5. Money Supply
In a similar track, money supply - a key monetary metric, and important facet to the inflation picture - saw continued growth in April. On a year on year basis M2 grew 21.5% vs consensus 22.1% and previous 22.5%. So the rate of increase is slowing slightly, but it's still expanding at a reasonably rapid pace. M1 expanded 31.2%, while M0 grew 15.9% even after a slight seasonal pull back. To some extent the pace of growth in China can probably absorb some of the large expansion in the money supply, but there will certainly come a point where its influence will become increasingly inflationary. But as with loan growth - it lines up with comments by officials along the lines of being concerned about inflation, but happy to keep conditions relatively stimulatory to help the cement the recovery, and boost growth.


So the main themes to draw from the data would be, that growth is still strong, activity is still expanding, and that fears about overheating and rising inflation aren't without support. Inflation is rising, and though in the short term some of the drivers are temporary, the medium term outlook is for continued rises in prices.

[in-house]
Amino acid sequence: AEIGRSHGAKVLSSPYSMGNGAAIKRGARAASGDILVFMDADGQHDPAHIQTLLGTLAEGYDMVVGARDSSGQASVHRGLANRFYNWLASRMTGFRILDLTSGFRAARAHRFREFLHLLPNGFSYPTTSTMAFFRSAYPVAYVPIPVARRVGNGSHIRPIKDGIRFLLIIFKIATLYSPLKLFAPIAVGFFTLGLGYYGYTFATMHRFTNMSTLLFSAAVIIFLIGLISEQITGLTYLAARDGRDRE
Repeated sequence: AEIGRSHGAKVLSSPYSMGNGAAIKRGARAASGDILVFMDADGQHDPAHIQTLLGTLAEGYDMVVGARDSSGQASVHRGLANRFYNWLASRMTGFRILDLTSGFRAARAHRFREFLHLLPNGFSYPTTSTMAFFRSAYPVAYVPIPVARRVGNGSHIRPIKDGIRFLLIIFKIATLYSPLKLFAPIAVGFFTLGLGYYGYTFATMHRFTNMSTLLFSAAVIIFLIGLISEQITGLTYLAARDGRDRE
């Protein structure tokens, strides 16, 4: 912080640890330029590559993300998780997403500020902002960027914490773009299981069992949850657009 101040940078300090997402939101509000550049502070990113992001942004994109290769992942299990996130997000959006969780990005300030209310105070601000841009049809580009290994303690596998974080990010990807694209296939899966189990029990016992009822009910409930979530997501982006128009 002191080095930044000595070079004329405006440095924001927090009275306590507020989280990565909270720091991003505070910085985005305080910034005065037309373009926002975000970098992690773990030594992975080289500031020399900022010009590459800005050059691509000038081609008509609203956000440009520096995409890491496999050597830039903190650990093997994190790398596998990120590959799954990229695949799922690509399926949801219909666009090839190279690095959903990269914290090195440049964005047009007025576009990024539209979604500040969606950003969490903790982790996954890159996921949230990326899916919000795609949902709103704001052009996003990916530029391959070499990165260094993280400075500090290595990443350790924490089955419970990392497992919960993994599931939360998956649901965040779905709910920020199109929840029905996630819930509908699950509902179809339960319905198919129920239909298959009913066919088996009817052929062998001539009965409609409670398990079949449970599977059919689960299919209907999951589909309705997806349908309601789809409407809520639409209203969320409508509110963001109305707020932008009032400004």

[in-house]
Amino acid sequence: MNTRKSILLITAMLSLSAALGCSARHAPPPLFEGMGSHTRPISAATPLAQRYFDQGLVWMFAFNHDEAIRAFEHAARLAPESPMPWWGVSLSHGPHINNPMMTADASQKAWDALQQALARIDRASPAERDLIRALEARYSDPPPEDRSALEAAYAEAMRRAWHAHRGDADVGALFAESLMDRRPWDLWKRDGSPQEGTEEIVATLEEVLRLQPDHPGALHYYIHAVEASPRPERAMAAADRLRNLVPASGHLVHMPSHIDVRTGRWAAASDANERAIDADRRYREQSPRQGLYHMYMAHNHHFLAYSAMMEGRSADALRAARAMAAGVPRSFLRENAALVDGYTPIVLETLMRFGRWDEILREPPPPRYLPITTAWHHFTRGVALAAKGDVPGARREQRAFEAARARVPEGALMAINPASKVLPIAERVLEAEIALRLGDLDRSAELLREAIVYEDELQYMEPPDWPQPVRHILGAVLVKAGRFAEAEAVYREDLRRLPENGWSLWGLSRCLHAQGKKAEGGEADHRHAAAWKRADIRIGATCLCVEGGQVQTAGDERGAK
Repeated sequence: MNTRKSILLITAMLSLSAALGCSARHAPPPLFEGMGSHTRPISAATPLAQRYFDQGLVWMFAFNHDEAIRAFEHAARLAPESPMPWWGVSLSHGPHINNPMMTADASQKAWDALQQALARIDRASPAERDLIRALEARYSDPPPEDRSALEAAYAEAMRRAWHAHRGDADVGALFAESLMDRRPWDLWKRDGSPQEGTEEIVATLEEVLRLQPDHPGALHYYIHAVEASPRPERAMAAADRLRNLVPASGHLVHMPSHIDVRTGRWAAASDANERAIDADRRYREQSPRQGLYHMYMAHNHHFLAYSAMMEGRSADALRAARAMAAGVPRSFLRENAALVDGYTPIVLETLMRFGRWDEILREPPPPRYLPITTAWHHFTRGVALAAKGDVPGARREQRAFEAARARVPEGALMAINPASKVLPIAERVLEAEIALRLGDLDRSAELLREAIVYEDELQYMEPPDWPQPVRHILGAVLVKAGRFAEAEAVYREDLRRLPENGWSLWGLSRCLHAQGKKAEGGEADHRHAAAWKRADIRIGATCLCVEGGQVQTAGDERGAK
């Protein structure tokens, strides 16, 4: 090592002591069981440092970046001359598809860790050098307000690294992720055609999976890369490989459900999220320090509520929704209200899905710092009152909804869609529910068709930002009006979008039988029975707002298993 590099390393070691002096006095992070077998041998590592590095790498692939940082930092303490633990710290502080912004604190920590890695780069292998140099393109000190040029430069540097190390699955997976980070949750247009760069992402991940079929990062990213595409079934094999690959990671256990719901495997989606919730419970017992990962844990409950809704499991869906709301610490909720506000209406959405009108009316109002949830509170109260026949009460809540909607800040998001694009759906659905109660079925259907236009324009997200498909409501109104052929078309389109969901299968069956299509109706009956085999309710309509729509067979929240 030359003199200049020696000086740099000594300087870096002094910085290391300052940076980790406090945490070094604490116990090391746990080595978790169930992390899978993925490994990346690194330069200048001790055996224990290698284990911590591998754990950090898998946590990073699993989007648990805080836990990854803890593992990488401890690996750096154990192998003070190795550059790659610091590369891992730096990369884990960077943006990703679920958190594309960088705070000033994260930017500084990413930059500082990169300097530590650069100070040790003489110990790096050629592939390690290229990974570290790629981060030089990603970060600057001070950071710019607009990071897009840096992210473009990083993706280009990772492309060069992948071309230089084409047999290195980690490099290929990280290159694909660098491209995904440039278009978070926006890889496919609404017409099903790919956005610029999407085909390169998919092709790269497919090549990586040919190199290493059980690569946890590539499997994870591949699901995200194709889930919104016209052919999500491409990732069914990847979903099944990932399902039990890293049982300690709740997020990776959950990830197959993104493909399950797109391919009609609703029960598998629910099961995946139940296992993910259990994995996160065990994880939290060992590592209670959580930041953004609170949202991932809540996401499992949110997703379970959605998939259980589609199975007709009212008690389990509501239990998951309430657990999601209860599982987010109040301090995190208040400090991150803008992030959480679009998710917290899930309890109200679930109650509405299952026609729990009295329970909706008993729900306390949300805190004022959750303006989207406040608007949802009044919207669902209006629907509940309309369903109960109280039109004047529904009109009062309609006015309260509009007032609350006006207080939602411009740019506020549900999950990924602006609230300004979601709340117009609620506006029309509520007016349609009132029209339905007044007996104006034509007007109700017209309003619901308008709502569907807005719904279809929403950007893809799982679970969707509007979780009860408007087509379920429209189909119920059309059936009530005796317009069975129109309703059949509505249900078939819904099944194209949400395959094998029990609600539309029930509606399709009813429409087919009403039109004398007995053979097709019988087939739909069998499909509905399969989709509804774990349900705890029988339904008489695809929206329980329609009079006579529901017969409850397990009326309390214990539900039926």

On consumer spending, the trend is still strongly upwards, reflecting rising wealth and incomes, but is unlikely to herald a shift in savings habits. Meanwhile on the industrial production front, there is potential early signs of slowing - but even so still growing at a strong pace, but one to watch as things unfold.

On the monetary analysis, loan growth is still strong, and money supply is still expanding at a fast rate. The measures announced by the government will likely limit loan growth from rising at the same pace as last year, but both measures are clearly expansionary at this point.

So overall, the outlook is for continued growth in activity, and if things keep up, probably another double digit GDP growth figure in Q2. And the long-term story of economic growth in China stands. But given the still very much stimulatory policy stance (in spite of the reserve requirement increases), the risks of overheating and increasing inflation are certainly rising, and may force the government's hand in policy tightening or alterations sooner rather than later.

1. National Bureau of Statistics www.stats.gov.cn & People's Bank of China www.pbc.gov.cn
2. National Bureau of Statistics www.stats.gov.cn
3. National Bureau of Statistics www.stats.gov.cn & CFLP: www.chinawuliu.com.cn & Markit/HSBC: www.markiteconomics.com
4. People's Bank of China www.pbc.gov.cn
5. People's Bank of China www.pbc.gov.cn

Article Source: http://www.econgrapher.com/11may-chinaupdate.html